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  15. BP

    I do have various needs … but “to put you in a box” is certainly not one of them!

    As far as the rest of your post is concerned, your assumptions are either way off beam or seriously patronising. (the implications of either is worrying in the context of this thread, as you obviously don’t lack intelligence).

    “Nero fiddles while Rome burns” … and apparently BP “debates”, while the Planet burns!

    I’ll leave you to have “debates” with others. Though I would seriously recommend that you get up to speed with what is actually happening on/to our Planet.

    eredwen

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  16. eredwen

    You’re an ex-teacher, aren’t you? Your tone suggests so.

    >>but “to put you in a box? is certainly not one of them!

    You keep replying :) Admit it, you love it.

    >>BP “debates?, while the Planet burns!

    Nothing I do makes a difference.

    For the record, I’m carbon negative. I think we should tread lightly on our environment – it’s common sense.

    I just don’t feel the need to subscribe to outlandish apocolypse scenarios.

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  17. BP

    “For the record, I’m carbon negative”

    Good on you, that gives me a whole lot more to burn this weekend safe in the knowledge that you, Eredwen and Toad are doing my bit for me.

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  18. >>that gives me a whole lot more to burn this weekend

    Be my guest :)

    >>what about the less outlandish ones?

    I think they’re all just talking about the weather, really.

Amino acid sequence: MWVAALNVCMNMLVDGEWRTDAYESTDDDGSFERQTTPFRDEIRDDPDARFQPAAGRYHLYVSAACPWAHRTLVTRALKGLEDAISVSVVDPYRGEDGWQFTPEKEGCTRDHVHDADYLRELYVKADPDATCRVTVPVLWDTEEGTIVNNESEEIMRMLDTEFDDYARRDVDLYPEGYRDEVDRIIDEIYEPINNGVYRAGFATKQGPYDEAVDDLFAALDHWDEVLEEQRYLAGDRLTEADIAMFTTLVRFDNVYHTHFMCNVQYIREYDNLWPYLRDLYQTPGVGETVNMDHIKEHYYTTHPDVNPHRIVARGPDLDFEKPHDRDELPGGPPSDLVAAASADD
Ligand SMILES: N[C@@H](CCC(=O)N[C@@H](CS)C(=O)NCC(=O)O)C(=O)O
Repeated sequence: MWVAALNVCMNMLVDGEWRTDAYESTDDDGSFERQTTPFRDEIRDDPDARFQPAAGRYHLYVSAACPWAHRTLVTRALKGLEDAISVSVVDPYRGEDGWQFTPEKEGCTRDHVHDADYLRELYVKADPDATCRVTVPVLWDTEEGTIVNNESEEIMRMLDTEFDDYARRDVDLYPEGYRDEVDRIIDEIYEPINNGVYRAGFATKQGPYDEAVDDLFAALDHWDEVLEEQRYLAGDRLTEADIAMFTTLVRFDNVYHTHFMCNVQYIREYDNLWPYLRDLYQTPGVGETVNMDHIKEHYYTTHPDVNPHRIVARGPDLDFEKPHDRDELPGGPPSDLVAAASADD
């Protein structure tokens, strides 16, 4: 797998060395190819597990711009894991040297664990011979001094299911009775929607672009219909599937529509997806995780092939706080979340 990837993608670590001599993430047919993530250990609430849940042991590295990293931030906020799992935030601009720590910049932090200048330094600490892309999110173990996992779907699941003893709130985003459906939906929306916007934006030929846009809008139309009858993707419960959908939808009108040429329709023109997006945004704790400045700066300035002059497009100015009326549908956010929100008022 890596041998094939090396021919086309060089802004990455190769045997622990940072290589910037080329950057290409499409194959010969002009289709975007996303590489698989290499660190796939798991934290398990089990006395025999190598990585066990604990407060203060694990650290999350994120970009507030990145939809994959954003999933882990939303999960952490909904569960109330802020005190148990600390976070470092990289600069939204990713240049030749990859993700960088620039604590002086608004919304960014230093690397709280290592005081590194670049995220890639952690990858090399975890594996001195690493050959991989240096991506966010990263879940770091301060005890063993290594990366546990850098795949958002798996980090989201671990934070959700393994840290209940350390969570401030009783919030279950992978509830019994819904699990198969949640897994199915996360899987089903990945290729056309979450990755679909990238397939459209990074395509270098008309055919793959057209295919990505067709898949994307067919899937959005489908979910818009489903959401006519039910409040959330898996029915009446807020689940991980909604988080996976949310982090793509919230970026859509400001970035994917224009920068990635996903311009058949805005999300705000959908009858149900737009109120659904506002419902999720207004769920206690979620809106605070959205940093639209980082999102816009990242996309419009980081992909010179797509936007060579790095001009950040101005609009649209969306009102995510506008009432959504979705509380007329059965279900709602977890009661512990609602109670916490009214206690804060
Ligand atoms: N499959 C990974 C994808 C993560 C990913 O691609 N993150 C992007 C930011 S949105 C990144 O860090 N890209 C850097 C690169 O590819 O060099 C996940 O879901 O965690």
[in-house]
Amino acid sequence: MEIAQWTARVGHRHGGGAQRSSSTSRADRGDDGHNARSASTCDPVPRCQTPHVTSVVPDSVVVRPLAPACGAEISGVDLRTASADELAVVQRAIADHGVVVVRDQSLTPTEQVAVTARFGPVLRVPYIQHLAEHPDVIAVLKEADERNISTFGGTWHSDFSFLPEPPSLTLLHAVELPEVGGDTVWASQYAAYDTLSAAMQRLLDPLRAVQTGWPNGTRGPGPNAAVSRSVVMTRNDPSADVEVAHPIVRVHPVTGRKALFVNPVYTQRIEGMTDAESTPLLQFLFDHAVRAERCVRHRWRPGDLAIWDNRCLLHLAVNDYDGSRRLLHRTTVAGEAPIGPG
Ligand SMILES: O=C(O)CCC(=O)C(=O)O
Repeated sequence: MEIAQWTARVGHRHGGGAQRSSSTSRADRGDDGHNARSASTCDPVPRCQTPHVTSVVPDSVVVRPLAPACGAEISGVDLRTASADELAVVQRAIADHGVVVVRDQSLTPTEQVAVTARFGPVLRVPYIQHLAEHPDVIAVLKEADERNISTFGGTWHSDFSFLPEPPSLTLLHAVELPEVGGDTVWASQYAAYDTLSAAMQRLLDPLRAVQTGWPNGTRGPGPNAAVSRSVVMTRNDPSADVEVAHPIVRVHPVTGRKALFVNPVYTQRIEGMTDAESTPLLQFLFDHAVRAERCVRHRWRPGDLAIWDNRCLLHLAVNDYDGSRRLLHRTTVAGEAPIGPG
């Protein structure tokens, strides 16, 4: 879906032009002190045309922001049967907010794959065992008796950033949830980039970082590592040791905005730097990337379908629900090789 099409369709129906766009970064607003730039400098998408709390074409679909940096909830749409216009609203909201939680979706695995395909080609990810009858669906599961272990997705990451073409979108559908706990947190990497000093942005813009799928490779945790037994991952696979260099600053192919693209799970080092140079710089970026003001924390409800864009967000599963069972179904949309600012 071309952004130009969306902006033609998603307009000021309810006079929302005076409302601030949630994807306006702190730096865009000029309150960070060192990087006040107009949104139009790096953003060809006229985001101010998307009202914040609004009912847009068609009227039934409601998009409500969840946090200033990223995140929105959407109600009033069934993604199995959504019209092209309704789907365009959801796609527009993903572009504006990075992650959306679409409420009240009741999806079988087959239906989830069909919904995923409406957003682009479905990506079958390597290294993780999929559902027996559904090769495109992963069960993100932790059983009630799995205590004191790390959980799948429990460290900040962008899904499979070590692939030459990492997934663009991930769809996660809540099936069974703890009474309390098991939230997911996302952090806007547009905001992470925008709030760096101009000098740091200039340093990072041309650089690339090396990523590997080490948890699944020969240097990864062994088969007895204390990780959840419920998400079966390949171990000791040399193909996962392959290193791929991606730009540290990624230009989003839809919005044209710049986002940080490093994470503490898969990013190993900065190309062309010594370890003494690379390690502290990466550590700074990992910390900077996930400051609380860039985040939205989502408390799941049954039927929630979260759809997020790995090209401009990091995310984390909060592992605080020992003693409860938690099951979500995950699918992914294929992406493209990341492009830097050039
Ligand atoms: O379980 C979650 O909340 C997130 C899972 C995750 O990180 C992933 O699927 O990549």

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  19. Quote:
    I have written a lot about the twin challenges of peak oil and climate change facing humanity.

    Please explain how this is a twin challenge.
    If Peak Oil is real and we soon run out of oil doesn’t this solve the climate change challenge?

    I am reminded of Peter Cooks Autobiography “I was an only twin.”

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  20. Owen – no, unfortunately peak oil does not ‘solve’ global warming. It certainly helps though. The risk is that we will do unspeakable things to the environment in order to compensate for our ever declining oil output. We’ll burn heaps more coal and try desperately to turn oil shale and tars and sands into liquid fuels, despite the ever decreasing energy return on energy invested. While peak oil makes me optimistic that we won’t make the planet unsuitable for human life, I still fear that we’re cutting it fine. Unless, of course, we act now to limit our impact on the environment.

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  21. frog Says:
    September 11th, 2008 at 5:34 pm

    > Owen – no, unfortunately peak oil does not ’solve’ global warming. It certainly helps though.

    It could actually make it worse.

    As you run out of easily-extracted oil, you have to go for oil that is harder to extract, and hrader to extract usually doesn’t just mean you have to think harder to work out how to get it out. It also means you have to consume more energy to get it out, which means the same amount of oil for end use contributes more to emissions, because of the increasing amount of oil you have to burn just to get the oil out. The most extreme example of this that is happening so far is the oil sand mining in northern Alberta, Canada, but we’ll probably move on to more energy-intensive versions in the future.